When an appellant has a disability condition such as chronic pain, chronic fatigue, or depression, it is difficult to describe the subjective symptoms that one may experience. I am reposting this blog entry as I recently has a client - let's call her Julie, who I was diagnosed with Chronic Fatigue Syndrome after she had surgery for thyroid cancer ( I also would keep this in mind for people who have "chemo brain" after chemotherapy, or if you want to describe any type of chronic fatigue from say Fibromyalgia).
As I said, I recently had a case with a client who has Chronic Fatigue Syndrome. This client, Julie, was in her late forties and had been unable to work due to her condition for approximately four years. She had gone through a process of elimination with her physicians and specialists to see if there was an alternative illness causing her chronic fatigue which all came up negative. She had also been through numerous type of treatment both traditional and non - and had spent a large amount of money trying to regain her health. Unfortunately this has not happened and she is not able to work at all. Julie was a very accomplished woman - she was a single mother who raised two children, who was also well-educated with a good job and resume to her name.
When I was preparing for Julie's appeal I remembered a client I had in 2010 who had experienced similar symptoms. He was referred to a Psychiatrist who specialized in Chronic Fatigue Syndrome and Fibromyalgia.
Saying one is simply fatigued does not really describe the condition - and this doctor quoted five variants of fatigue as identified in a recent scholarly article by Jason et al. I did a google search and found a link to this article http://www.ncbi.nlm.nih.gov/pubmed/20185398?dopt=Abstract
When presenting a chronic fatigue case to an appeal's body I think it is helpful to discuss each of these five variants of fatigue. These are some of the examples we used in Julie's case -
Post-exertional Fatigue - the more that Julie did, the longer it takes for her to recover, she has to pace himself with her activities, if she does an activity she has to rest after this activity. I often hear clients say if they do something they will "pay" for it later. I think it is probably better to give examples - like how does one "pay" - increased fatigue, increased pain, would be a more appropriate way to describe this.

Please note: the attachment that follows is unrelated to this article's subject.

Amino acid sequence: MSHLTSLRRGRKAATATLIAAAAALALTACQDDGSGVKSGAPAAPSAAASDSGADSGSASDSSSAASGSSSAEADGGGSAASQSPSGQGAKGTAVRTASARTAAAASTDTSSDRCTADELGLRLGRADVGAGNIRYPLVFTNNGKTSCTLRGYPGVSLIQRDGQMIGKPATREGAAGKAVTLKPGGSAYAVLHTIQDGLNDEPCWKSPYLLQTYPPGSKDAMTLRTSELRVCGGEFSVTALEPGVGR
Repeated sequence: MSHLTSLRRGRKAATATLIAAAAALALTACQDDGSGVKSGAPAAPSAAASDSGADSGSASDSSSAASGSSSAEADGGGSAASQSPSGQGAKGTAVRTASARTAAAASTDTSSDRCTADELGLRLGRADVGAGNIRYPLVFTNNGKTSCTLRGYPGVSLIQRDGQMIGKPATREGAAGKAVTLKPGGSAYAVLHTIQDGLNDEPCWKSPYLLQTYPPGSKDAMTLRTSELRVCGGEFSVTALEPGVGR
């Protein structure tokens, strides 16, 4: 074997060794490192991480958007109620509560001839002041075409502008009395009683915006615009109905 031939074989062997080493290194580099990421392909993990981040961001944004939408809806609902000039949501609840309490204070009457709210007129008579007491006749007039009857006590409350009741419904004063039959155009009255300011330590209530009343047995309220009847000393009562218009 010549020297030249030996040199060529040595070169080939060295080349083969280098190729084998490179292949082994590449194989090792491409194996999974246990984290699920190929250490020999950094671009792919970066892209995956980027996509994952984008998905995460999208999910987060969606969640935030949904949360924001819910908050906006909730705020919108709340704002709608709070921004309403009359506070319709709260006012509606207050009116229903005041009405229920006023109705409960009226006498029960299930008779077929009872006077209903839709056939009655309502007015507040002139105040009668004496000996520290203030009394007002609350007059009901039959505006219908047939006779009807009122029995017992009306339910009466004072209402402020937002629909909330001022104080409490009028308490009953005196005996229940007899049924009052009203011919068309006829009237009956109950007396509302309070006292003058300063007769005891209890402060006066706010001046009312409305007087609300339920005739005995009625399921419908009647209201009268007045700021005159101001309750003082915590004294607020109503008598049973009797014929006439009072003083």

Brain Fog Fatigue - Julile described this type of fatigue as being in the "twilight zone" - she was unable to take in information or react to outside stimulus -she talked about how hard it was to her to follow a story line in a book, and how it was difficult to arrange her thoughts. When she was experiencing this type of fatigue she was unable to focus on anything.
Flu-like Fatigue - Julie described this type of fatigue as that she "just feels ill"
Energy Fatigue - this was described by Julie as her feeling okay and then something happens to "pull the plug" and she feels his energy draining away. If this happens, her need to rest is immediate.
Wired Fatigue - Julie described this aspect of fatigue as not really making sense to her in that when she seems to get really really tired, she gets "wired" by which she meant she was hyper - and that this was the hardest aspect of her fatigue to manage.
Julie was successful with her appeal and the Review Tribunal Panel considered the following factors - she was credible, she had a strong work history and attachment to the work force, that Julie's evidence at Review Tribunal gave them a clear idea as to the severity of her condition, that the Panel was impressed with Julie's diligence to find the appropriate diagnosis and treatment (efforts at mitigation) and that she had pursued treatment options that were recommmended by all the physicians to whom she was referred to, that it was not reasonable for her to try alternative employment (Inclima - if evidence of work capacity) and that her symptoms are unpredictable, which would make regular attendance at a place of employment either difficult or impossible - there was no evidence of functional overlay (ie: malingering, secondary gain).
I hope this helps clients who have any subjective symptoms to understand the importance of trying to quantify these symptoms to help the Panel gain a clear idea of the severity of your condition. With the changeover to the CPP Social Security Tribunal coming in a few short weeks, it is going to be more important that you are able to describe your functional limitations and use examples to explain how these functional limitations prevent you from working.